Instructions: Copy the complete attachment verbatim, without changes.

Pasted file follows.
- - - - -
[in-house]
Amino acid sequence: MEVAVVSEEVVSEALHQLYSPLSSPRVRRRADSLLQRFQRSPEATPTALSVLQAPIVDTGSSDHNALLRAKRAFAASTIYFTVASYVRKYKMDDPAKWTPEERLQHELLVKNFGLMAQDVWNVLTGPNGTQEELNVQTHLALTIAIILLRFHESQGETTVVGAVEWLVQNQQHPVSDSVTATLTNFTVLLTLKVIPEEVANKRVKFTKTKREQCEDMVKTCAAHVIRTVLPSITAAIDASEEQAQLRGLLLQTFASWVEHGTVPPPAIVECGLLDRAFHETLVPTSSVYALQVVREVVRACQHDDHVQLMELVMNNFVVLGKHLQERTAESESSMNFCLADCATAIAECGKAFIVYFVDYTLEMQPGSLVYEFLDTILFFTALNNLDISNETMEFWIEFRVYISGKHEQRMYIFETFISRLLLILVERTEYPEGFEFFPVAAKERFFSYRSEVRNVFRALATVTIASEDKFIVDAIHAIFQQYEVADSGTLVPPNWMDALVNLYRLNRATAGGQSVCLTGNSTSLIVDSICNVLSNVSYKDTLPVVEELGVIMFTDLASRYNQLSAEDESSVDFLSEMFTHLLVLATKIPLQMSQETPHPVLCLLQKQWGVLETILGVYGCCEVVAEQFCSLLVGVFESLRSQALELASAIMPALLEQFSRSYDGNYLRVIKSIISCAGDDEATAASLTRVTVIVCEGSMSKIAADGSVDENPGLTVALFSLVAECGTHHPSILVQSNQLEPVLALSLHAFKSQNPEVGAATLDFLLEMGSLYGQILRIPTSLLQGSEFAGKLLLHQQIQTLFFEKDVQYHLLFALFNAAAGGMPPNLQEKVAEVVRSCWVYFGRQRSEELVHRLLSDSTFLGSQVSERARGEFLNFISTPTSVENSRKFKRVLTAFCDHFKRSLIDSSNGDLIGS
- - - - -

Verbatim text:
[in-house]
Amino acid sequence: MEVAVVSEEVVSEALHQLYSPLSSPRVRRRADSLLQRFQRSPEATPTALSVLQAPIVDTGSSDHNALLRAKRAFAASTIYFTVASYVRKYKMDDPAKWTPEERLQHELLVKNFGLMAQDVWNVLTGPNGTQEELNVQTHLALTIAIILLRFHESQGETTVVGAVEWLVQNQQHPVSDSVTATLTNFTVLLTLKVIPEEVANKRVKFTKTKREQCEDMVKTCAAHVIRTVLPSITAAIDASEEQAQLRGLLLQTFASWVEHGTVPPPAIVECGLLDRAFHETLVPTSSVYALQVVREVVRACQHDDHVQLMELVMNNFVVLGKHLQERTAESESSMNFCLADCATAIAECGKAFIVYFVDYTLEMQPGSLVYEFLDTILFFTALNNLDISNETMEFWIEFRVYISGKHEQRMYIFETFISRLLLILVERTEYPEGFEFFPVAAKERFFSYRSEVRNVFRALATVTIASEDKFIVDAIHAIFQQYEVADSGTLVPPNWMDALVNLYRLNRATAGGQSVCLTGNSTSLIVDSICNVLSNVSYKDTLPVVEELGVIMFTDLASRYNQLSAEDESSVDFLSEMFTHLLVLATKIPLQMSQETPHPVLCLLQKQWGVLETILGVYGCCEVVAEQFCSLLVGVFESLRSQALELASAIMPALLEQFSRSYDGNYLRVIKSIISCAGDDEATAASLTRVTVIVCEGSMSKIAADGSVDENPGLTVALFSLVAECGTHHPSILVQSNQLEPVLALSLHAFKSQNPEVGAATLDFLLEMGSLYGQILRIPTSLLQGSEFAGKLLLHQQIQTLFFEKDVQYHLLFALFNAAAGGMPPNLQEKVAEVVRSCWVYFGRQRSEELVHRLLSDSTFLGSQVSERARGEFLNFISTPTSVENSRKFKRVLTAFCDHFKRSLIDSSNGDLIGS